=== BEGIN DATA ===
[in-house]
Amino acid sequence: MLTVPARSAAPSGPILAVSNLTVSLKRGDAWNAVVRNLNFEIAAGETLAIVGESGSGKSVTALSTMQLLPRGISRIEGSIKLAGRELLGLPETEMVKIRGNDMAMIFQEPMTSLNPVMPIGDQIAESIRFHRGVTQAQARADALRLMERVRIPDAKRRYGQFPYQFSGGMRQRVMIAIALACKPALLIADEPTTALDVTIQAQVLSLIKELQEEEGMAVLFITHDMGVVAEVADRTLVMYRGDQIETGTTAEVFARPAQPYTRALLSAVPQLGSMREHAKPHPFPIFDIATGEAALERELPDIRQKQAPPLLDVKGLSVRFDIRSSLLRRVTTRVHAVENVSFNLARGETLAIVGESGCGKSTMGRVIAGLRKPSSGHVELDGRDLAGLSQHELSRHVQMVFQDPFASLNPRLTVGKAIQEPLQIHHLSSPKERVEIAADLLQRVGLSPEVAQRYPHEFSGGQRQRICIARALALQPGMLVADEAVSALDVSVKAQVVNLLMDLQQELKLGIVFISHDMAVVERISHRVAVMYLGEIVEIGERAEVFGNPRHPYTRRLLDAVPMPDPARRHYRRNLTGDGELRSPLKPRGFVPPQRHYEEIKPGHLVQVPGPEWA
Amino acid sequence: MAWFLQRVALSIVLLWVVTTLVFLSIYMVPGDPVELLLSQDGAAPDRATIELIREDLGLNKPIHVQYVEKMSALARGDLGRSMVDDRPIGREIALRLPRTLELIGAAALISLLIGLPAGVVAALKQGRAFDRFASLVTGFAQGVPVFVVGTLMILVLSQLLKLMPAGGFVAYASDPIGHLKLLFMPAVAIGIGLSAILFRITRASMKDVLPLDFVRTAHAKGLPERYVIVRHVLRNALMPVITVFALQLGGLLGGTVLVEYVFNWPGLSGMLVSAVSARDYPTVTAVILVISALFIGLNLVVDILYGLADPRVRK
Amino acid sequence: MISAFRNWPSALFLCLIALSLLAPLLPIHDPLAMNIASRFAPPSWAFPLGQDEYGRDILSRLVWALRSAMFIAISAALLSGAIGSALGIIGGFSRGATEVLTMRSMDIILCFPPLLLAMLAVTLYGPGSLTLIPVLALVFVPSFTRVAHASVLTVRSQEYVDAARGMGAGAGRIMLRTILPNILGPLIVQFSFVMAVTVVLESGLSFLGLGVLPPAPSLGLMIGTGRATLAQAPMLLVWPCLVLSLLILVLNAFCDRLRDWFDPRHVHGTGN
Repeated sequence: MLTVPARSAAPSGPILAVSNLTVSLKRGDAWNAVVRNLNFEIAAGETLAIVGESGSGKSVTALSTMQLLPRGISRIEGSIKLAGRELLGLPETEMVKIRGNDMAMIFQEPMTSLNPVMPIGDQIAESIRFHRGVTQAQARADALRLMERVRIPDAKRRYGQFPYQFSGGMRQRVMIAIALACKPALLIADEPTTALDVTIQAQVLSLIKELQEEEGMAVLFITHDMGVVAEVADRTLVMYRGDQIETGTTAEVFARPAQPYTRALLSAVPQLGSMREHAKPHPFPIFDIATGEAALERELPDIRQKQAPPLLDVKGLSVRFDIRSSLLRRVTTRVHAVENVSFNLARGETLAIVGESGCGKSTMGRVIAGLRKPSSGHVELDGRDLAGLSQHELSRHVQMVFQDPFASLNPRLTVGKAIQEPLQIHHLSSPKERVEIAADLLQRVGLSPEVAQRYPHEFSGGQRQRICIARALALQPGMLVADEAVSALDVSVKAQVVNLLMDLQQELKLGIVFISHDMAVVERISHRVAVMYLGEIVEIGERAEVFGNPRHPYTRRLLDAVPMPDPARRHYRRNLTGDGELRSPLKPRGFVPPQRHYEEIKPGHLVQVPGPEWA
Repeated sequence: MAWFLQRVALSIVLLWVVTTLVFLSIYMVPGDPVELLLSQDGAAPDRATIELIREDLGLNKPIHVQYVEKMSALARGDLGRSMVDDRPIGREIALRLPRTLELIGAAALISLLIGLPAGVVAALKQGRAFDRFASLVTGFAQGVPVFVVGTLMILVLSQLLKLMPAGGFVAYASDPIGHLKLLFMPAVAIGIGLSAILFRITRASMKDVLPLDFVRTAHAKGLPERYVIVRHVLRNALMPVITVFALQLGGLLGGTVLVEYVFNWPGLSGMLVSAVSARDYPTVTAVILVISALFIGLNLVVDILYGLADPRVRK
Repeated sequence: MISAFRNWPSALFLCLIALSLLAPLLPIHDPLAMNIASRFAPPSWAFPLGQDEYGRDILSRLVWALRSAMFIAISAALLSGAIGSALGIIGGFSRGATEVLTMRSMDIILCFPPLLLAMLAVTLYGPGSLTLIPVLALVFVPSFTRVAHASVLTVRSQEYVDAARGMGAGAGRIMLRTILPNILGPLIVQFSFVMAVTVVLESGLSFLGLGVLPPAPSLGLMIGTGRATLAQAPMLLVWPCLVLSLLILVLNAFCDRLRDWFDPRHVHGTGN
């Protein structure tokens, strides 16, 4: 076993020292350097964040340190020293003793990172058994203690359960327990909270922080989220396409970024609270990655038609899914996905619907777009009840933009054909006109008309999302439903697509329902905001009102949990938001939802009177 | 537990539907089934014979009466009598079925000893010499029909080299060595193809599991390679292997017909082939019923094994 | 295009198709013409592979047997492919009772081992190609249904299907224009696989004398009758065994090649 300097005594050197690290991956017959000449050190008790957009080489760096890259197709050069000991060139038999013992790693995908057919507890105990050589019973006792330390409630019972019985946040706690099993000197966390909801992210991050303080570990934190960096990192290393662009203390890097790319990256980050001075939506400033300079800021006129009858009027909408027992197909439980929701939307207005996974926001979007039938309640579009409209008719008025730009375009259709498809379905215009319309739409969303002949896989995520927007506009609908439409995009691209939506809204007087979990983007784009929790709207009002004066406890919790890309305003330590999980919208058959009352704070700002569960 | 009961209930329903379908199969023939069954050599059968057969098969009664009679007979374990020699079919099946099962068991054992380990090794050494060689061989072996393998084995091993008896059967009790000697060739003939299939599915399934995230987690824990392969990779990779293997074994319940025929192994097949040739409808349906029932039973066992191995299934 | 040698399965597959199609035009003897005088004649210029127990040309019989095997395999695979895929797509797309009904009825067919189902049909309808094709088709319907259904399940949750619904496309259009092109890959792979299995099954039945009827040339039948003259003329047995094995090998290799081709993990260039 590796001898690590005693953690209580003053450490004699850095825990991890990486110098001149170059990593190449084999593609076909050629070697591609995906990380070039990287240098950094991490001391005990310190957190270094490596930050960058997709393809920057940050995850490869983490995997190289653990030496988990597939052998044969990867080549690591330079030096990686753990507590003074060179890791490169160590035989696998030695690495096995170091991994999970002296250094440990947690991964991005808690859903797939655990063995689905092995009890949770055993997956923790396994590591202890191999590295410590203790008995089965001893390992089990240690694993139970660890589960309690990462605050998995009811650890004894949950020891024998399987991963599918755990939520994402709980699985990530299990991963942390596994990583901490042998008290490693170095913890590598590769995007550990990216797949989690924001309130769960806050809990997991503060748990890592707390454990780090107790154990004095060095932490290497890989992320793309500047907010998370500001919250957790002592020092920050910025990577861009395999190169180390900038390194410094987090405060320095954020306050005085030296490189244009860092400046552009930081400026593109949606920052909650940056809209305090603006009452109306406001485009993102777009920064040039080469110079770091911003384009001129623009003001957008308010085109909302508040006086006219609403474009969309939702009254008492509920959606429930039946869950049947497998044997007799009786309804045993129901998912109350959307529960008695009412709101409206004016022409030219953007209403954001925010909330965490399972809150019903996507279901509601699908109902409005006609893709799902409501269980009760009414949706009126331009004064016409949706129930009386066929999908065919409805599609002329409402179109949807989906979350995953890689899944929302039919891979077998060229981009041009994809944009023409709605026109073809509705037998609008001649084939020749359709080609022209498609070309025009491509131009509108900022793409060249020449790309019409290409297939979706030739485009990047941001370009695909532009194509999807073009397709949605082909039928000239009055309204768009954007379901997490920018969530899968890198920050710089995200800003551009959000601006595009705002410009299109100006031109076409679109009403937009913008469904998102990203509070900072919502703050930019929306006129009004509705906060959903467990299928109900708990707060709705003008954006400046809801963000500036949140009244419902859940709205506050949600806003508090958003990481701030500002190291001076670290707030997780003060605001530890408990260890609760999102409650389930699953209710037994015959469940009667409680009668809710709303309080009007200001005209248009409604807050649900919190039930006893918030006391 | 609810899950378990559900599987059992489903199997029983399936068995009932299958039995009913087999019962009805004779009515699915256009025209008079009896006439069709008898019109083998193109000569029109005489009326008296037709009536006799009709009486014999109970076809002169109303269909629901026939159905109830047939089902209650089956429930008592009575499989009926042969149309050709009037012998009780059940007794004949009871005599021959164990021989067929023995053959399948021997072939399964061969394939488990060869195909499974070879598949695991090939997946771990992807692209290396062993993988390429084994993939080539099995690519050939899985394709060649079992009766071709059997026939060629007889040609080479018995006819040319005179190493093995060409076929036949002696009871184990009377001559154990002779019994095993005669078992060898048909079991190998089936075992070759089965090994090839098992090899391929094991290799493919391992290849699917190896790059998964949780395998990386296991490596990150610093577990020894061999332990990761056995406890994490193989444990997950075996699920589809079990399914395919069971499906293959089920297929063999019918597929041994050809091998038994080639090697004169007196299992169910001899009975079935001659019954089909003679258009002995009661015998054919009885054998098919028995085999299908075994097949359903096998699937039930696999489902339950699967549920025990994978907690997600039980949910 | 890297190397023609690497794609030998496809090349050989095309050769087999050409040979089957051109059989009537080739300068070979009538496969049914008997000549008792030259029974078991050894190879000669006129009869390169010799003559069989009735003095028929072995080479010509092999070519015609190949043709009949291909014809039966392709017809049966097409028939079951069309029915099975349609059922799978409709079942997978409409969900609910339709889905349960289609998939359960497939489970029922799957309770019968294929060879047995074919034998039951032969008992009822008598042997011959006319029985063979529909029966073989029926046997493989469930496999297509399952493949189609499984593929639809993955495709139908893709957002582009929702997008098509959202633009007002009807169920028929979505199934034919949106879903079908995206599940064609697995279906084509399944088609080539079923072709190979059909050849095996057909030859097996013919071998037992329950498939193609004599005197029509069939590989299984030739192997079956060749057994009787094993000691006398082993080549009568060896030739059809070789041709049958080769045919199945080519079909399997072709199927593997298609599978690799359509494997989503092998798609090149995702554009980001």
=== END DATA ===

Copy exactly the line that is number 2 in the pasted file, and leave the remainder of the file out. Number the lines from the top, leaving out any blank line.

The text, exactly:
Amino acid sequence: MLTVPARSAAPSGPILAVSNLTVSLKRGDAWNAVVRNLNFEIAAGETLAIVGESGSGKSVTALSTMQLLPRGISRIEGSIKLAGRELLGLPETEMVKIRGNDMAMIFQEPMTSLNPVMPIGDQIAESIRFHRGVTQAQARADALRLMERVRIPDAKRRYGQFPYQFSGGMRQRVMIAIALACKPALLIADEPTTALDVTIQAQVLSLIKELQEEEGMAVLFITHDMGVVAEVADRTLVMYRGDQIETGTTAEVFARPAQPYTRALLSAVPQLGSMREHAKPHPFPIFDIATGEAALERELPDIRQKQAPPLLDVKGLSVRFDIRSSLLRRVTTRVHAVENVSFNLARGETLAIVGESGCGKSTMGRVIAGLRKPSSGHVELDGRDLAGLSQHELSRHVQMVFQDPFASLNPRLTVGKAIQEPLQIHHLSSPKERVEIAADLLQRVGLSPEVAQRYPHEFSGGQRQRICIARALALQPGMLVADEAVSALDVSVKAQVVNLLMDLQQELKLGIVFISHDMAVVERISHRVAVMYLGEIVEIGERAEVFGNPRHPYTRRLLDAVPMPDPARRHYRRNLTGDGELRSPLKPRGFVPPQRHYEEIKPGHLVQVPGPEWA